The last High King of Ireland. Events leading to the Battle of Athenry The downfall of the O’Conors Norman supremacy in Connaught.
“The Scenic Route”
Ruaidhri O’Conor, the High King of Ireland lost all power as Árd-Rí within a few years after the Norman invasion, but he still remained master of Connacht. The invaders soon tried to gain a footing in the west. De Cogan led a force across the Shannon in 1177, and John de Courcy, who was then Viceroy, led another force in 1188. Both these attacks were repulsed, and the Normans were glad to escape from the province with their lives. However treacherous princes of the Síol Muireadhaigh guided de Cogan and de Courcy on their way through Connacht. When Ruaidhri retired into the monastery of Cong in 1186 there was fierce, strife for the right to succeed him so he made an attempt to recover the kingship. He was unsuccessful, and returned to the monastery, where he ended his days in 1198.
The kingdom of Connacht was then claimed by Cathal “Crobhdhearg” or Cathal of the “Wine Red Hand who was Ruaidhri’s half-brother, and by Cathal Carrach, Ruaidhri’s grandson. A long struggle took place, during which both parties brought in Normans to help them. William de Burgo, known as “Concur” or Conqueror, now gained great influence in Connacht. Cathal Crobhdhearg finally triumphed over his rival and was recognised by all parties, English and Irish, as rightful King of Connacht.
The reign of Cathal Crobhdhearg was splendid and prosperous. Many stories about him were handed down in later years. One story tells how, as a child, rival members of Síol Muireadhaigh threatened his life. Some monks hid him in their monasteries, and afterwards his mother took him for safety to Leinster. He was brought up there as a labourer. To cover his red hand he always wore a glove. One day, while Cathal was reaping rye, a messenger from Connacht passed by the field. The labourers asked him for the news, and he told them that the kingship of Connacht was vacant and that the people would elect no other king but Cathal Crobhdhearg. He said he was searching Ireland for Cathal, who would be known by his red hand. Cathal paused in his task and stood for a while thinking silently. His comrades remarked that Connacht workmen were always slow, and bade him get on with the work. But Cathal suddenly tore off the glove and showed the messenger his red hand. He threw his reaping hook on the ground, saying “Slán leat, a chorráin, anois do’n chlaíomh (farewell, reaping-hook, now for the sword”).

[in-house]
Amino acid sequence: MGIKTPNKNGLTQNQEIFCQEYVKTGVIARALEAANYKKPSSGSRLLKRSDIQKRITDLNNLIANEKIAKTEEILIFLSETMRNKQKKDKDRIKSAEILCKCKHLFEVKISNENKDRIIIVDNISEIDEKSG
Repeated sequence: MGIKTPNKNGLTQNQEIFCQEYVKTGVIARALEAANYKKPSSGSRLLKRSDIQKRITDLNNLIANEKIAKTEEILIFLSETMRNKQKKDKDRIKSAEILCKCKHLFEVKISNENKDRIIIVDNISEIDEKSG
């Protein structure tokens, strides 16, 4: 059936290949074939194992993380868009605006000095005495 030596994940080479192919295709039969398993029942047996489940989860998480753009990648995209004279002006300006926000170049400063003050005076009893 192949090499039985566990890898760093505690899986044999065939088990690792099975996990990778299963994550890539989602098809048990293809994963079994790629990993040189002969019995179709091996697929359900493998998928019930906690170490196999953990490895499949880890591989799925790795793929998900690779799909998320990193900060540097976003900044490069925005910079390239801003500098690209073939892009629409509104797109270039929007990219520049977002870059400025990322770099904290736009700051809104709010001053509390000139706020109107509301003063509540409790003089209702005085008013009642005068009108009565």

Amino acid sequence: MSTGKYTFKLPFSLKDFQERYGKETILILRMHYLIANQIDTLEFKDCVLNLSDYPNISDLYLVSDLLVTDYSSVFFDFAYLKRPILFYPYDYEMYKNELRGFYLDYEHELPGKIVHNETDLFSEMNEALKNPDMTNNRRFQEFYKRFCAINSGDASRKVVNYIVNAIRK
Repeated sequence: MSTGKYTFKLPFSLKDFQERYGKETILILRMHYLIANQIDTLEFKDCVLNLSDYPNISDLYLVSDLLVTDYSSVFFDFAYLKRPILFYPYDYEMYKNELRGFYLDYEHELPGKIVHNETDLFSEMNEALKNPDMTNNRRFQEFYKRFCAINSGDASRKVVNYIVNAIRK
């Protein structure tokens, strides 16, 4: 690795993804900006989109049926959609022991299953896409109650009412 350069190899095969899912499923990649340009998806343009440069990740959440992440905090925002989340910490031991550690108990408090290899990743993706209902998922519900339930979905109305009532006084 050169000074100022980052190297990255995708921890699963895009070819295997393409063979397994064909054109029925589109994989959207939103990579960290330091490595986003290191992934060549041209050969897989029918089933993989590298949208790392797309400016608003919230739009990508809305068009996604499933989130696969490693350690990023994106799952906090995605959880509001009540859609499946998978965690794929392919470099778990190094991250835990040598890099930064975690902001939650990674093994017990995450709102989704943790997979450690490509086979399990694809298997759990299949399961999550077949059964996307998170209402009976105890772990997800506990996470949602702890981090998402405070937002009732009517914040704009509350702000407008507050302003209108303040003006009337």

Cathal was renowned as a great warrior. The Irish Annals speak of him as “the best Gael for nobility and honour since the time of Brian Bóru, the upholder of the people, the maintainer of peace, the pillar of Christianity, the corrector of culprits and transgressors, the destroyer of robbers and evildoers, the defender of the law.” He was the last real King of Connacht. After his death the condition of the province became very unsettled owing to the quarrels of his sons. “Woeful was the misfortune which God permitted to fall on the best province of Erin, for the young warriors did not spare each other, but preyed and plundered to the utmost of their power. Women an children, the feeble and the lowly poor, perished by famine in this war.”
The Normans built their castles in many parts of the province and supported one party against another. By an English grant made in 1227 Connacht was awarded to Richard de Burgo, son of “Concur.” The Viceroy, Maurice Fitzgerald, gathered a great force of Anglo-Normans from all parts of Ireland in 1235 and led, them across the Shannon to secure the province for de Burgo. Normans, among whom we find the names De Angulo (Costello), De Brun (Browne), Fleming, Cusack, Barrett and Walsh, occupied large portions of Connacht. Some of the Norman settlements afterwards developed into important towns notably Gaillimh (Galway) founded by De Burgo, Athenry founded by his baron Meiler de Bermingham and Sligeach (Sligo) by Maurice Fitzgerald. The O’Conors were henceforth Kings of Connaught only in name. The lands, which they ruled over, were practically confined to North Roscommon. By now the Normans controlled the Central Plain of Ireland with de Burgos being Lord of Connaught and Earl of Ulster (east of the River Bann). Hugh de Lacey and his barons Nugent, Dalton Preston Plunkett, Tuite, Tyrell, Cusack and others governed Meath. A line of fortifications extended along the south and east coasts from Kerry to Antrim.